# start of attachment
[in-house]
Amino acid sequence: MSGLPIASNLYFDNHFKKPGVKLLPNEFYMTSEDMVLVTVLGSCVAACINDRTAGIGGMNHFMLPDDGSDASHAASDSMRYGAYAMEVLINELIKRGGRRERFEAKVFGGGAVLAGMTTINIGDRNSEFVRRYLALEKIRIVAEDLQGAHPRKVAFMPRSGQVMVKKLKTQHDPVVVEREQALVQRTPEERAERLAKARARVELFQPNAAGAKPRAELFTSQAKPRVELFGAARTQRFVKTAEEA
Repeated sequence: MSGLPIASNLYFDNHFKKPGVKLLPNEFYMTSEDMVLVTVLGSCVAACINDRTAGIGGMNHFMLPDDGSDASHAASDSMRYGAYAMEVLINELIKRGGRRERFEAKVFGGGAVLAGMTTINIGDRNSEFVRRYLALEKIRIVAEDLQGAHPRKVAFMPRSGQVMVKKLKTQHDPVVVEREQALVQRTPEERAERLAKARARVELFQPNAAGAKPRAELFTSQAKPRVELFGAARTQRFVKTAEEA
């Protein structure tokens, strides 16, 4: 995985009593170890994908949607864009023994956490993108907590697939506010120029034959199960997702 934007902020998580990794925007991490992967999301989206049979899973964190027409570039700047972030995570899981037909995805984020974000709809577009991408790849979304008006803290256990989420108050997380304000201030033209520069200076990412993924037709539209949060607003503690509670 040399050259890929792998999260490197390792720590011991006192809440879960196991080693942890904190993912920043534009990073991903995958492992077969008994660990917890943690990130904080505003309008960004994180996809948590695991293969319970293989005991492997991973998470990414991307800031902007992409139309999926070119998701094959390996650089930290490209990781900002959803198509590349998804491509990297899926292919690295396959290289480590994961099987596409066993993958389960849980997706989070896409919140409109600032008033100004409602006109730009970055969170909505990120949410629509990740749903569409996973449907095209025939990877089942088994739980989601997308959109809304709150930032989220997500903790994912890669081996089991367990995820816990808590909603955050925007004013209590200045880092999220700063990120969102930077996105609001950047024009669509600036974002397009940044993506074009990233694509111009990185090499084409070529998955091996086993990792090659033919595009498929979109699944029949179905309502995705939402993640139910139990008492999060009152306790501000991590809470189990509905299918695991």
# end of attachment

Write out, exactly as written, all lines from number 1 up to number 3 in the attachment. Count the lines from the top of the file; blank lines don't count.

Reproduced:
[in-house]
Amino acid sequence: MSGLPIASNLYFDNHFKKPGVKLLPNEFYMTSEDMVLVTVLGSCVAACINDRTAGIGGMNHFMLPDDGSDASHAASDSMRYGAYAMEVLINELIKRGGRRERFEAKVFGGGAVLAGMTTINIGDRNSEFVRRYLALEKIRIVAEDLQGAHPRKVAFMPRSGQVMVKKLKTQHDPVVVEREQALVQRTPEERAERLAKARARVELFQPNAAGAKPRAELFTSQAKPRVELFGAARTQRFVKTAEEA
Repeated sequence: MSGLPIASNLYFDNHFKKPGVKLLPNEFYMTSEDMVLVTVLGSCVAACINDRTAGIGGMNHFMLPDDGSDASHAASDSMRYGAYAMEVLINELIKRGGRRERFEAKVFGGGAVLAGMTTINIGDRNSEFVRRYLALEKIRIVAEDLQGAHPRKVAFMPRSGQVMVKKLKTQHDPVVVEREQALVQRTPEERAERLAKARARVELFQPNAAGAKPRAELFTSQAKPRVELFGAARTQRFVKTAEEA